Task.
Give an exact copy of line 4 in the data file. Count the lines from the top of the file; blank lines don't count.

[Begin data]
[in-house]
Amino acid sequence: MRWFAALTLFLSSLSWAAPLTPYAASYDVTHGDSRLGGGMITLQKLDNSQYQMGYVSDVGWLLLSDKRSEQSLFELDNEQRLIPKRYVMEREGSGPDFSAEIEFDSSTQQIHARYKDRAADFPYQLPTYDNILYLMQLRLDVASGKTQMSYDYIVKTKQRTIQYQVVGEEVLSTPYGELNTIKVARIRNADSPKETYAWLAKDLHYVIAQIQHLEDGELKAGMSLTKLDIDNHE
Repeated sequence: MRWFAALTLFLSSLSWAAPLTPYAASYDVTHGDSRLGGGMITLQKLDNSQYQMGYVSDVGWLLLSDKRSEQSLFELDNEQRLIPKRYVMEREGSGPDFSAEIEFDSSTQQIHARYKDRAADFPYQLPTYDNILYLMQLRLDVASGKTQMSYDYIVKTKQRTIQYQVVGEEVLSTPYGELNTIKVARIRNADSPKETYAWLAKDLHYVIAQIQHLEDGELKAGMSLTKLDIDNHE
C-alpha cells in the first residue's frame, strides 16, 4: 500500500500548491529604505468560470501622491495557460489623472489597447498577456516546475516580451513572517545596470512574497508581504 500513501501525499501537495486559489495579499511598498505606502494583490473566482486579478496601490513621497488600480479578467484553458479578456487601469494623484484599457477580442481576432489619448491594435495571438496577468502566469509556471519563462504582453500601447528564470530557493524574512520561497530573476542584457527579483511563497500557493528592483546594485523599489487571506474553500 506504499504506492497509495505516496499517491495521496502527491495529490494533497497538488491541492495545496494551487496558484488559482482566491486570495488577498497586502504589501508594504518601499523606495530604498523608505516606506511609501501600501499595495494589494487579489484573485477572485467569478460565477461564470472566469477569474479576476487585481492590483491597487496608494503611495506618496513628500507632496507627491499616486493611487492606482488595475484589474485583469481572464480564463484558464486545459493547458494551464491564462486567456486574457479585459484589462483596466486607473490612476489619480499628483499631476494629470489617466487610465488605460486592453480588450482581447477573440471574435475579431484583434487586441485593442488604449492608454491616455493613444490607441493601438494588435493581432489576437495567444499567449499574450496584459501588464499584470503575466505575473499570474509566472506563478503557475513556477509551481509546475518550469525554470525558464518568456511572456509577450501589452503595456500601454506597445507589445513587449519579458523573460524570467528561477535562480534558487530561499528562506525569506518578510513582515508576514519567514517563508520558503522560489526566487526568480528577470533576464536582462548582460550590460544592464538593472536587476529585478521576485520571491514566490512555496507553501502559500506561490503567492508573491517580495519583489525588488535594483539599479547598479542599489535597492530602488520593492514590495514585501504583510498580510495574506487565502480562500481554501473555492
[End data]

C-alpha cells in the first residue's frame, strides 16, 4: 500500500500548491529604505468560470501622491495557460489623472489597447498577456516546475516580451513572517545596470512574497508581504 500513501501525499501537495486559489495579499511598498505606502494583490473566482486579478496601490513621497488600480479578467484553458479578456487601469494623484484599457477580442481576432489619448491594435495571438496577468502566469509556471519563462504582453500601447528564470530557493524574512520561497530573476542584457527579483511563497500557493528592483546594485523599489487571506474553500 506504499504506492497509495505516496499517491495521496502527491495529490494533497497538488491541492495545496494551487496558484488559482482566491486570495488577498497586502504589501508594504518601499523606495530604498523608505516606506511609501501600501499595495494589494487579489484573485477572485467569478460565477461564470472566469477569474479576476487585481492590483491597487496608494503611495506618496513628500507632496507627491499616486493611487492606482488595475484589474485583469481572464480564463484558464486545459493547458494551464491564462486567456486574457479585459484589462483596466486607473490612476489619480499628483499631476494629470489617466487610465488605460486592453480588450482581447477573440471574435475579431484583434487586441485593442488604449492608454491616455493613444490607441493601438494588435493581432489576437495567444499567449499574450496584459501588464499584470503575466505575473499570474509566472506563478503557475513556477509551481509546475518550469525554470525558464518568456511572456509577450501589452503595456500601454506597445507589445513587449519579458523573460524570467528561477535562480534558487530561499528562506525569506518578510513582515508576514519567514517563508520558503522560489526566487526568480528577470533576464536582462548582460550590460544592464538593472536587476529585478521576485520571491514566490512555496507553501502559500506561490503567492508573491517580495519583489525588488535594483539599479547598479542599489535597492530602488520593492514590495514585501504583510498580510495574506487565502480562500481554501473555492